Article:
five buddha family

The Principle of Five Buddha Family

The core of Vajrayana Buddhism is complex. There lies the principle of the Five Enlightened Buddha Families. It is more commonly but erroneously known as the Five Dhyani Buddhas. The conceptual assembly of the Five Buddha Families was first revealed in Manjushrimulakalpa and the Guhyasamaja Tantra. It probably dated from around the sixth or seventh century AD. The five Buddhas are namely:
1. Vairochana
2. Amoghasiddhi
3. Ratnasambhava
4. Akshobhya
5. Amitabha 

The Geometric Mandala of Five Buddha

The Five Buddha Families form the basis of the geometric mandala. They take the central point and the four cardinal directions. They become the embodied emanations of their perfected qualities. The mandala's axis of orientation followed the sun's path. The east is at the bottom (facing the viewer), and west at the top.

What do the Five Buddhas Symbolize?

The Five Buddhas represent the purified manifestations. They are the five aggregates, elements, wisdom, senses, and sensory perceptions. The five aggregates or 'heaps' (skandha) comprise the components of all sentient beings.
Namely: form (body), feeling (sensation), perception (discrimination), motivation (conditioning), and consciousness. Each of the Five Buddhas was assigned a direction, a consort, a progeny of bodhisattvas and deities, a color, an animal throne, a specific mudra, and a symbolic emblem or attribute.
To this list were added a vast array of pentad qualities. The five tastes, sounds, precious substances, times of the day, internal and external elements, and the five seasons (spring, summer, rainy season, autumn, and winter). Essentially, the Five Buddhas represent the transmutation of the five poisons or delusions into the five transcendent wisdoms. Ignorance, desire, anger, jealousy, and pride, into the all-encompassing, discriminating, mirror-like, all-accomplishing, and equanimous.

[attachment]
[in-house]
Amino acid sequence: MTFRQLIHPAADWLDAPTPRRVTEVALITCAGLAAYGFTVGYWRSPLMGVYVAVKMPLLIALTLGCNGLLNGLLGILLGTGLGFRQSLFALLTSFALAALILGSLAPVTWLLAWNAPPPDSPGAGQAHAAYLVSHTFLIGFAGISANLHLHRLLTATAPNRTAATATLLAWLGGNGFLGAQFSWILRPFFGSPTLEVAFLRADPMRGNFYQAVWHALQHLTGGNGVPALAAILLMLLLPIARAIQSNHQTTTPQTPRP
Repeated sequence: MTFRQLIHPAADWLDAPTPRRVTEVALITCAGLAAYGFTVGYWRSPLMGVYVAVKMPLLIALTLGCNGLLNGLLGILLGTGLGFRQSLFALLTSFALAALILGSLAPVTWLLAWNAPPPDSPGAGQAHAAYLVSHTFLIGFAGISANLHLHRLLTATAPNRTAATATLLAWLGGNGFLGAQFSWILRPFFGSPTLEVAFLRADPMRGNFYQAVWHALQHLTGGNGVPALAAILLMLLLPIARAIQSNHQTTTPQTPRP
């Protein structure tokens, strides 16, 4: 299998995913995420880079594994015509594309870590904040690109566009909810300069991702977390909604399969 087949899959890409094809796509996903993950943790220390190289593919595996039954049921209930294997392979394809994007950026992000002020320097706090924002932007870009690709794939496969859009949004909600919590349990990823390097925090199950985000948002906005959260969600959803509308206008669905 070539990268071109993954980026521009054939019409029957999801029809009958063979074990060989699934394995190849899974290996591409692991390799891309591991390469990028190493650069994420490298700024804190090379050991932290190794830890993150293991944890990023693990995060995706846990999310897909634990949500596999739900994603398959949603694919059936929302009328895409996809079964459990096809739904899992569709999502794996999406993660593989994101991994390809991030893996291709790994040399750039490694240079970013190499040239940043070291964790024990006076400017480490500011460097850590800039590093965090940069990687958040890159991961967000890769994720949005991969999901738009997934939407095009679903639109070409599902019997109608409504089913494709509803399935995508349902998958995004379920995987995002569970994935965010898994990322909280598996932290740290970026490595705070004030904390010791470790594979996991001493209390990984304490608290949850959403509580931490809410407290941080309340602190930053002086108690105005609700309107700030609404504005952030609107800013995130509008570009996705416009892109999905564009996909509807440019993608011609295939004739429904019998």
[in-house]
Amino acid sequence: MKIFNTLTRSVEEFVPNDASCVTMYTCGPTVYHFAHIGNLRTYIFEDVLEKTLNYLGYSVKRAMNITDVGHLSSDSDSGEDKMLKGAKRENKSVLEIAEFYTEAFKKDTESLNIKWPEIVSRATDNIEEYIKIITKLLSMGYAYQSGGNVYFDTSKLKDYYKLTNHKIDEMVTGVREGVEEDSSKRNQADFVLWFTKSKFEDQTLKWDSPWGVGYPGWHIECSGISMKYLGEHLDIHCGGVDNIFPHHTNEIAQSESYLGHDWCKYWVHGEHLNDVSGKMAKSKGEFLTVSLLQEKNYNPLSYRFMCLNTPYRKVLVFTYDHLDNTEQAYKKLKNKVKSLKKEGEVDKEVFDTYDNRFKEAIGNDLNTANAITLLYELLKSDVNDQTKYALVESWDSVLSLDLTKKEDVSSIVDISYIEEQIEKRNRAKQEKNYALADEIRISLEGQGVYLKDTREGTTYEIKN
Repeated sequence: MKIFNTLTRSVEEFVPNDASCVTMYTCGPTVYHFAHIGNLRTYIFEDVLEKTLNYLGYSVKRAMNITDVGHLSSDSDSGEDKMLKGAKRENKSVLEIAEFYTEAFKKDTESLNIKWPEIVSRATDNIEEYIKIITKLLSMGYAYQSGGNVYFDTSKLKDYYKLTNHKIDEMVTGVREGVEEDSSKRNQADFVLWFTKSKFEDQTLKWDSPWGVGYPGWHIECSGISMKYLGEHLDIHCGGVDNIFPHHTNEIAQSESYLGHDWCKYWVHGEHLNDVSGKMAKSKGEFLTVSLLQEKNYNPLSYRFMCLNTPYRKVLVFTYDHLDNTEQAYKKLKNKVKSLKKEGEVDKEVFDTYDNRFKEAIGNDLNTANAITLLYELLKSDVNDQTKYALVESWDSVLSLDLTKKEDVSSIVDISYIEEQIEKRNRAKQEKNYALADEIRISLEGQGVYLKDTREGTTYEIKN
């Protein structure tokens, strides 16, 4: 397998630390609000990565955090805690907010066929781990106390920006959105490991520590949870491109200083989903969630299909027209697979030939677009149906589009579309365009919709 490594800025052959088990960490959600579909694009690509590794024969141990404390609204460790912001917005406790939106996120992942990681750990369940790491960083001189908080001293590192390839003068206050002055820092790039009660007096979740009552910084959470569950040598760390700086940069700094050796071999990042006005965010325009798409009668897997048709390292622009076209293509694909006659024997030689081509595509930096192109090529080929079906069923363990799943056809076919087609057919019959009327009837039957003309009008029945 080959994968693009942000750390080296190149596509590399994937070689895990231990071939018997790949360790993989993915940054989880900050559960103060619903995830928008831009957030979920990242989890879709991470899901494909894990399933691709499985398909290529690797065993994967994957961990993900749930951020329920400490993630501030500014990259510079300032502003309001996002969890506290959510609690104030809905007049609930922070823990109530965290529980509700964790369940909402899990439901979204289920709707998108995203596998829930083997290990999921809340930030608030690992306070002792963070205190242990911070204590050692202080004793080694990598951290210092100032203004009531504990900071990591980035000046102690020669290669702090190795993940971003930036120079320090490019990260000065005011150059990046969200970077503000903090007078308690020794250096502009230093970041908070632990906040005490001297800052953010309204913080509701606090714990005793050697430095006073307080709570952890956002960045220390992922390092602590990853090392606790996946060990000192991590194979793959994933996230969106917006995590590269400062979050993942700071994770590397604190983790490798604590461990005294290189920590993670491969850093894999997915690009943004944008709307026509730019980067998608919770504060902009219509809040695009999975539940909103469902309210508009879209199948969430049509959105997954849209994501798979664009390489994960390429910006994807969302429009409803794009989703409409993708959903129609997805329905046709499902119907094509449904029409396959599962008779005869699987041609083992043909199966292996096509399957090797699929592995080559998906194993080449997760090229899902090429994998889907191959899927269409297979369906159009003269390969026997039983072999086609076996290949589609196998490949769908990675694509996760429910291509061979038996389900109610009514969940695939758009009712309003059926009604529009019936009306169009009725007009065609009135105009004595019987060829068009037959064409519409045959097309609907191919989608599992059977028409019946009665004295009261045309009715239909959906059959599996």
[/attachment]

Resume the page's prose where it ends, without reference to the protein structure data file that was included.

Iconographic Placement of the Five Buddhas:

The Five Buddhas are represented on different animal thrones.
In different Tantric traditions, the placement of the Five Buddhas is not constant. Their respective directions and their specific animal thrones are open to some variation.
The position of Vairochana and Akshobhya is interchangeable. It is between the center and the eastern direction.
The dragon throne of Vairochana is interchangeable with a lion throne.
And the lion throne of Ratnasambhava is interchangeable with a horse throne.

The attributes and qualities of the Five Buddha Families may seem definitive. 

Akshobhya and Vairochana frequently interchange their central and eastern positions. Most of the yoga tantras have the peaceful white form of Vairochana at their center. Whilst many of the anuttarayoga tantras have blue Akshobhya at their center.

Similarly one can deduce that blue Akshobhya associate with the delusion of anger. And white Vairochana with the delusion of ignorance. Each of the colored directional faces of deities is associated with one of the delusions. And also, with the elements and directions.

The white face of a deity symbolizes the transmutation of ignorance.

The blue or black face shows that of anger.

The red face represents passion, attachment, or desire.

The yellow face, that of pride, and the green face, that of envy or jealousy.

We have similar figures of speech in our proverbial comparisons. Like, turning 'black with anger', blushing 'red with embarrassment or lust, becoming green with envy,' 'yellow with swollen pride: a blank with ignorance.

However, the earliest tantra such as Guhyasamaja and Hevajra Tantras reveal a very precise geographical configuration. It is in the directional placement and animal thrones of the Five Buddhas.
5 buddha thangka

Image Source by Enlightenment thangka

Arrangements according to the Kalachakra Tantra 

The later Kalachakra Tantra (circa tenth century AD) is different. The colors, directions, and qualities of the Five Buddha Families assume different arrangements. This Tantra has assigned all these various attributes to each of the Five Buddhas.